Raisa Cassim

Physical activity and asthma: cause or consequence?

R.Cassin photo

Supervisors names: Professor Shyamali Dharmage, Dr Elasma Milanzi, Dr Jennifer Koplin, and Dr Melissa Russell

Asthma and insufficient physical activity are two important global health issues. Asthma currently affects 300 million people globally and is the most common chronic disease in children. In conjunction, it is estimated that more than 80 % of the world’s adolescents are insufficiently physically active. Since both asthma and physical inactivity are significant problems in child and adolescent populations, it is essential to focus research on these populations.

Previous research has found associations between asthma and physical activity. Recently, studies have investigated the role of physical activity as a risk factor for asthma incidence. However, there is also some controversy as to whether individuals with asthma are less physically active as a consequence of their asthma. Furthermore, a number of other factors may modify these associations. Therefore, this research attempts to investigate the temporality of these complex relationships.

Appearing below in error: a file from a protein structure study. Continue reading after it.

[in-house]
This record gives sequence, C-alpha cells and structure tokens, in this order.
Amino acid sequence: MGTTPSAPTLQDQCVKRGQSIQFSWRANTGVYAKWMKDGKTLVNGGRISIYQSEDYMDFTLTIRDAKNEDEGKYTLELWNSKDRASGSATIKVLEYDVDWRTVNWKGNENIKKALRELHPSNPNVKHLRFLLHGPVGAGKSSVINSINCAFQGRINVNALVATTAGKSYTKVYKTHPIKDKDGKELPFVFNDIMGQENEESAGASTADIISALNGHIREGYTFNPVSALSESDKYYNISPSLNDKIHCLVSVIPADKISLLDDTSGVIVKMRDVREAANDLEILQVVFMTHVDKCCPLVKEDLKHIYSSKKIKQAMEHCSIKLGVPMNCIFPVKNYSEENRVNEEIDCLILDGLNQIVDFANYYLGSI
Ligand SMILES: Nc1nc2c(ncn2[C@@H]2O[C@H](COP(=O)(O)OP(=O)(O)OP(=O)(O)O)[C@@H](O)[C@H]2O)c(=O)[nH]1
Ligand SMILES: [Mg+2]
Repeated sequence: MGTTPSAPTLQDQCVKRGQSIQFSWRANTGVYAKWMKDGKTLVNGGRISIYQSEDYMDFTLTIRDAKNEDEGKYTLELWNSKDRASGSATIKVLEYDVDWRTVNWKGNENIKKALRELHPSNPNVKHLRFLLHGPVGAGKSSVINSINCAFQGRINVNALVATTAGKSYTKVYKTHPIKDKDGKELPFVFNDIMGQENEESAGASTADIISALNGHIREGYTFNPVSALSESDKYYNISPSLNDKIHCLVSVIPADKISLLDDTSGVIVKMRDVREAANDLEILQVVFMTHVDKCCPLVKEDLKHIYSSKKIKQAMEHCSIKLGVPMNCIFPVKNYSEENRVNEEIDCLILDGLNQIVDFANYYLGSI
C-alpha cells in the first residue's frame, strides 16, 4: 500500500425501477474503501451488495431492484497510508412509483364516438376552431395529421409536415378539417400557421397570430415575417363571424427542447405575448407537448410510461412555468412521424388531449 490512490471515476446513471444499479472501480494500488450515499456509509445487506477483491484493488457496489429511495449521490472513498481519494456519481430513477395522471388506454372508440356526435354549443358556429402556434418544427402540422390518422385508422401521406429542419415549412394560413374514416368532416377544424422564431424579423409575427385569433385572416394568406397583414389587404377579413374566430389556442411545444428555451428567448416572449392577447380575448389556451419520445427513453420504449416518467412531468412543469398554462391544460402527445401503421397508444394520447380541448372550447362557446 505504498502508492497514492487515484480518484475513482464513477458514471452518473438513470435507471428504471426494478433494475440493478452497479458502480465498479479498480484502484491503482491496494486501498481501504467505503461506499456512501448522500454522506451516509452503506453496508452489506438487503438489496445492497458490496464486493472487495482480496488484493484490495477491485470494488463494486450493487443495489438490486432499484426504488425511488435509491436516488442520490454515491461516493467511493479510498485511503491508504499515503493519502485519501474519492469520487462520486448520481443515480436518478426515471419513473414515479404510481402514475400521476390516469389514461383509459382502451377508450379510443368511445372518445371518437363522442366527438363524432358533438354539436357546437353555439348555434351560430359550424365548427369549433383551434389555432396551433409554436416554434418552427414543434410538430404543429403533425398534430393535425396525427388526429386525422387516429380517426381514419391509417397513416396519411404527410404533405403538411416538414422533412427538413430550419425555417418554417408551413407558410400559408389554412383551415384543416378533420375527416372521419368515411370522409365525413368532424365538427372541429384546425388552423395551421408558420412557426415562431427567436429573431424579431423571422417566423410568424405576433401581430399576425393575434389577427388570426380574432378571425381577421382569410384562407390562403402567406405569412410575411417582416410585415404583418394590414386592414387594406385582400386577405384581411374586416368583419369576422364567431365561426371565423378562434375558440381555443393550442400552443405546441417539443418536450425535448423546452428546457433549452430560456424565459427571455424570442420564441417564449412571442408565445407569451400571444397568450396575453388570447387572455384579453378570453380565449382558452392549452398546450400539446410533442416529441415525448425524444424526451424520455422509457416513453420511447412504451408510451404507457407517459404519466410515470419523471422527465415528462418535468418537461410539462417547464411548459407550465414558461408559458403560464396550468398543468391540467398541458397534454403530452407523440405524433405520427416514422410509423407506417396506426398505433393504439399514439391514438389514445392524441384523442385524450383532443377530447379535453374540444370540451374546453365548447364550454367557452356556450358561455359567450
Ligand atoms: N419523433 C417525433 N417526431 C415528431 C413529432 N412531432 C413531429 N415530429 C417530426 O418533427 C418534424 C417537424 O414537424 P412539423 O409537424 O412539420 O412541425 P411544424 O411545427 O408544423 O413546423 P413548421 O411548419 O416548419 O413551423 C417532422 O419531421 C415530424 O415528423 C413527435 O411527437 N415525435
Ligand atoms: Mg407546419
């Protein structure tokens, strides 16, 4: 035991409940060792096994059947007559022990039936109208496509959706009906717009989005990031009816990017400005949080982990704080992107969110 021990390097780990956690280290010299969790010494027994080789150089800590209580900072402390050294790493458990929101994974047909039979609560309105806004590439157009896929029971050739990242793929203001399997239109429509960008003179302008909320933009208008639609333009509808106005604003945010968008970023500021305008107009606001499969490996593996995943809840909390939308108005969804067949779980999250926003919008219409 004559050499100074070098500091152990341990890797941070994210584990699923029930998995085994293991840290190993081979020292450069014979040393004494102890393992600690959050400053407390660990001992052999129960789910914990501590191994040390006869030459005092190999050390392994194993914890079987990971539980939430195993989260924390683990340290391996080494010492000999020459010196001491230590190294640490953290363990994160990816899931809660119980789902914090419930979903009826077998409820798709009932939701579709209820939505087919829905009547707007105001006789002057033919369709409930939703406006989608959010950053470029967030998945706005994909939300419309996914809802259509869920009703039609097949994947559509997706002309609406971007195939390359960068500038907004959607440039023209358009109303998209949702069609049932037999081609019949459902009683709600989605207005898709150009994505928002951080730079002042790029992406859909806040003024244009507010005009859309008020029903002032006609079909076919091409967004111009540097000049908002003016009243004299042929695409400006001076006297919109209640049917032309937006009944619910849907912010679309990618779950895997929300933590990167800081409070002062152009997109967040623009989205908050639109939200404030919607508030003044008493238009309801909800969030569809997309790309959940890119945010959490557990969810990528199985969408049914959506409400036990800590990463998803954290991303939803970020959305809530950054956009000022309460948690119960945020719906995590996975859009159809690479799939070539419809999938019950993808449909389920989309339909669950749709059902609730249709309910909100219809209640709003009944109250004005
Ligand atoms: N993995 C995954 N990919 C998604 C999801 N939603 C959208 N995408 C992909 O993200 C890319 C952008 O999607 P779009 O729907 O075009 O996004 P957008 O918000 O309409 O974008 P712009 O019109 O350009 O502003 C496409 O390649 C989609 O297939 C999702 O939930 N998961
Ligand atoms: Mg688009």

In this work, a variety of statistical techniques will be employed to analyse data from questionnaires, accelerometry and clinical assessments collected by two well-established cohorts of Australian children: The Longitudinal Study of Australian Children (LSAC) and the HealthNuts. In so doing, this PhD research aims to advance our understanding of the relationships between asthma and physical activity in children and adolescents.

PhD scholarship and funding body: NHMRC Postgraduate Scholarship, Australian Government